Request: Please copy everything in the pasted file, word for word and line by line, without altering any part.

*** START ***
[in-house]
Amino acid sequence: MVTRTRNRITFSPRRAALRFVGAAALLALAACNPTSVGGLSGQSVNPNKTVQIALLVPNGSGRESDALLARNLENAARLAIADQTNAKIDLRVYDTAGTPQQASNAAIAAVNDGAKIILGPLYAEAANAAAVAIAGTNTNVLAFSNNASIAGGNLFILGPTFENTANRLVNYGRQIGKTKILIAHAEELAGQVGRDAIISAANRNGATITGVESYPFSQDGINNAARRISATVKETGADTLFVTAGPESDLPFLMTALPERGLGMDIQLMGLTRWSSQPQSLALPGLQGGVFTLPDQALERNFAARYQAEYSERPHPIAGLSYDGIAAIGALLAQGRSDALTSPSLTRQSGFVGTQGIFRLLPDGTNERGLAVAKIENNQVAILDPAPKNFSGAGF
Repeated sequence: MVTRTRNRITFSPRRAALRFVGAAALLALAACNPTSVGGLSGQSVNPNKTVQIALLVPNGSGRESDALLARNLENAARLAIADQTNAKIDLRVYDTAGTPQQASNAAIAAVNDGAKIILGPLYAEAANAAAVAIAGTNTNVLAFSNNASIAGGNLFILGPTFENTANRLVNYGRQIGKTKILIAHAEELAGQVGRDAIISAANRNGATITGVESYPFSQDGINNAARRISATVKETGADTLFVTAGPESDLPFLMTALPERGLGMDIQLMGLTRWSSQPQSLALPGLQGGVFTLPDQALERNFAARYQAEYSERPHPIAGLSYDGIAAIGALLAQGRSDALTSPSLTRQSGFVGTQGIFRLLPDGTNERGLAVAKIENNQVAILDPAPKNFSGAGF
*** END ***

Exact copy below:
[in-house]
Amino acid sequence: MVTRTRNRITFSPRRAALRFVGAAALLALAACNPTSVGGLSGQSVNPNKTVQIALLVPNGSGRESDALLARNLENAARLAIADQTNAKIDLRVYDTAGTPQQASNAAIAAVNDGAKIILGPLYAEAANAAAVAIAGTNTNVLAFSNNASIAGGNLFILGPTFENTANRLVNYGRQIGKTKILIAHAEELAGQVGRDAIISAANRNGATITGVESYPFSQDGINNAARRISATVKETGADTLFVTAGPESDLPFLMTALPERGLGMDIQLMGLTRWSSQPQSLALPGLQGGVFTLPDQALERNFAARYQAEYSERPHPIAGLSYDGIAAIGALLAQGRSDALTSPSLTRQSGFVGTQGIFRLLPDGTNERGLAVAKIENNQVAILDPAPKNFSGAGF
Repeated sequence: MVTRTRNRITFSPRRAALRFVGAAALLALAACNPTSVGGLSGQSVNPNKTVQIALLVPNGSGRESDALLARNLENAARLAIADQTNAKIDLRVYDTAGTPQQASNAAIAAVNDGAKIILGPLYAEAANAAAVAIAGTNTNVLAFSNNASIAGGNLFILGPTFENTANRLVNYGRQIGKTKILIAHAEELAGQVGRDAIISAANRNGATITGVESYPFSQDGINNAARRISATVKETGADTLFVTAGPESDLPFLMTALPERGLGMDIQLMGLTRWSSQPQSLALPGLQGGVFTLPDQALERNFAARYQAEYSERPHPIAGLSYDGIAAIGALLAQGRSDALTSPSLTRQSGFVGTQGIFRLLPDGTNERGLAVAKIENNQVAILDPAPKNFSGAGF